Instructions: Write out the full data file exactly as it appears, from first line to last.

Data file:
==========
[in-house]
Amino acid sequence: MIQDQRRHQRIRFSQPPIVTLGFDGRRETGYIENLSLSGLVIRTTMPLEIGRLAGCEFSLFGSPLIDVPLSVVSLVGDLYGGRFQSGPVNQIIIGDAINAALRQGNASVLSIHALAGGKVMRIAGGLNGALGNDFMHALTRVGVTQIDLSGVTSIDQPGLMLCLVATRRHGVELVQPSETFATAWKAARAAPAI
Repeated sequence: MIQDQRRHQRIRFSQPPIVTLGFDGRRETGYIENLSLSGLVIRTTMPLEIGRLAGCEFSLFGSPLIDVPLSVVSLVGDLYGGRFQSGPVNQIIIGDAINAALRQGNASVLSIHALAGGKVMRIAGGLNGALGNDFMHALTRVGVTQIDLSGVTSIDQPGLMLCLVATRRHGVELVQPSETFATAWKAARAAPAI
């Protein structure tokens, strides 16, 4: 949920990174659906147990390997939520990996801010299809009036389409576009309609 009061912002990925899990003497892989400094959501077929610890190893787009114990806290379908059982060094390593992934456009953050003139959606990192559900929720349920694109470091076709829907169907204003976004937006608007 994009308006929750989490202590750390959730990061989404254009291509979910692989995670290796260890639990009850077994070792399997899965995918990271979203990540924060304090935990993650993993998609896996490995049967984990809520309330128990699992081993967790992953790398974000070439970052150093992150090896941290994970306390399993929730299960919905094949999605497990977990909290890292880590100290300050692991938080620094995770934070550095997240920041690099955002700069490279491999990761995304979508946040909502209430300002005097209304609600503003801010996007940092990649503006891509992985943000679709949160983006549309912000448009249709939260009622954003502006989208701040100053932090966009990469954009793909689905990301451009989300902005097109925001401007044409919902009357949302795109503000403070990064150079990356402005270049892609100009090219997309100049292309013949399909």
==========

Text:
[in-house]
Amino acid sequence: MIQDQRRHQRIRFSQPPIVTLGFDGRRETGYIENLSLSGLVIRTTMPLEIGRLAGCEFSLFGSPLIDVPLSVVSLVGDLYGGRFQSGPVNQIIIGDAINAALRQGNASVLSIHALAGGKVMRIAGGLNGALGNDFMHALTRVGVTQIDLSGVTSIDQPGLMLCLVATRRHGVELVQPSETFATAWKAARAAPAI
Repeated sequence: MIQDQRRHQRIRFSQPPIVTLGFDGRRETGYIENLSLSGLVIRTTMPLEIGRLAGCEFSLFGSPLIDVPLSVVSLVGDLYGGRFQSGPVNQIIIGDAINAALRQGNASVLSIHALAGGKVMRIAGGLNGALGNDFMHALTRVGVTQIDLSGVTSIDQPGLMLCLVATRRHGVELVQPSETFATAWKAARAAPAI
């Protein structure tokens, strides 16, 4: 949920990174659906147990390997939520990996801010299809009036389409576009309609 009061912002990925899990003497892989400094959501077929610890190893787009114990806290379908059982060094390593992934456009953050003139959606990192559900929720349920694109470091076709829907169907204003976004937006608007 994009308006929750989490202590750390959730990061989404254009291509979910692989995670290796260890639990009850077994070792399997899965995918990271979203990540924060304090935990993650993993998609896996490995049967984990809520309330128990699992081993967790992953790398974000070439970052150093992150090896941290994970306390399993929730299960919905094949999605497990977990909290890292880590100290300050692991938080620094995770934070550095997240920041690099955002700069490279491999990761995304979508946040909502209430300002005097209304609600503003801010996007940092990649503006891509992985943000679709949160983006549309912000448009249709939260009622954003502006989208701040100053932090966009990469954009793909689905990301451009989300902005097109925001401007044409919902009357949302795109503000403070990064150079990356402005270049892609100009090219997309100049292309013949399909």